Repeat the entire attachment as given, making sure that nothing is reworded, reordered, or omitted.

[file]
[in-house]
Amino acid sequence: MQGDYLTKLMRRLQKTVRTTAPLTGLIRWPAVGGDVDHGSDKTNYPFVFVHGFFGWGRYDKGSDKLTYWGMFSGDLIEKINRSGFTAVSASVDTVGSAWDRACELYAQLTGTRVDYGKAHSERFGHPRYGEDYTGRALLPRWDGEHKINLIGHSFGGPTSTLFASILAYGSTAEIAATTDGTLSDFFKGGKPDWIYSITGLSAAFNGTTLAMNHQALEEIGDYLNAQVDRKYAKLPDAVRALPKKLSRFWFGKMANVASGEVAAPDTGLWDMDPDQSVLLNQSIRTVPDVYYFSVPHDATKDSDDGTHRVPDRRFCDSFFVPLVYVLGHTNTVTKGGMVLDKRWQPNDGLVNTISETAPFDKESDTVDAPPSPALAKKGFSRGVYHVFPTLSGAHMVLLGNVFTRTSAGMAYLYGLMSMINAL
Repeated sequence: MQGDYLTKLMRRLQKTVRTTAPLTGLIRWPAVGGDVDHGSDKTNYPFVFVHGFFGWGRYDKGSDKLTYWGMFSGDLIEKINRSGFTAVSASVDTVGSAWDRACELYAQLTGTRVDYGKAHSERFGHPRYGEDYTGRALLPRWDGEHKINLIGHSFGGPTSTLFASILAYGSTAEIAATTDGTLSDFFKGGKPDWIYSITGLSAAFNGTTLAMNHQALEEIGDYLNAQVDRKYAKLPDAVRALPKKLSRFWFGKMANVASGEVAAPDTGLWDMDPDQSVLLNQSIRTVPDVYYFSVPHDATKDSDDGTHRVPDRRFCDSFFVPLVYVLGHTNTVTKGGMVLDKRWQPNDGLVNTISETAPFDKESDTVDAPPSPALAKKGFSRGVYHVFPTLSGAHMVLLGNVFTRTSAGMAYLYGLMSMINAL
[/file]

[in-house]
Amino acid sequence: MQGDYLTKLMRRLQKTVRTTAPLTGLIRWPAVGGDVDHGSDKTNYPFVFVHGFFGWGRYDKGSDKLTYWGMFSGDLIEKINRSGFTAVSASVDTVGSAWDRACELYAQLTGTRVDYGKAHSERFGHPRYGEDYTGRALLPRWDGEHKINLIGHSFGGPTSTLFASILAYGSTAEIAATTDGTLSDFFKGGKPDWIYSITGLSAAFNGTTLAMNHQALEEIGDYLNAQVDRKYAKLPDAVRALPKKLSRFWFGKMANVASGEVAAPDTGLWDMDPDQSVLLNQSIRTVPDVYYFSVPHDATKDSDDGTHRVPDRRFCDSFFVPLVYVLGHTNTVTKGGMVLDKRWQPNDGLVNTISETAPFDKESDTVDAPPSPALAKKGFSRGVYHVFPTLSGAHMVLLGNVFTRTSAGMAYLYGLMSMINAL
Repeated sequence: MQGDYLTKLMRRLQKTVRTTAPLTGLIRWPAVGGDVDHGSDKTNYPFVFVHGFFGWGRYDKGSDKLTYWGMFSGDLIEKINRSGFTAVSASVDTVGSAWDRACELYAQLTGTRVDYGKAHSERFGHPRYGEDYTGRALLPRWDGEHKINLIGHSFGGPTSTLFASILAYGSTAEIAATTDGTLSDFFKGGKPDWIYSITGLSAAFNGTTLAMNHQALEEIGDYLNAQVDRKYAKLPDAVRALPKKLSRFWFGKMANVASGEVAAPDTGLWDMDPDQSVLLNQSIRTVPDVYYFSVPHDATKDSDDGTHRVPDRRFCDSFFVPLVYVLGHTNTVTKGGMVLDKRWQPNDGLVNTISETAPFDKESDTVDAPPSPALAKKGFSRGVYHVFPTLSGAHMVLLGNVFTRTSAGMAYLYGLMSMINAL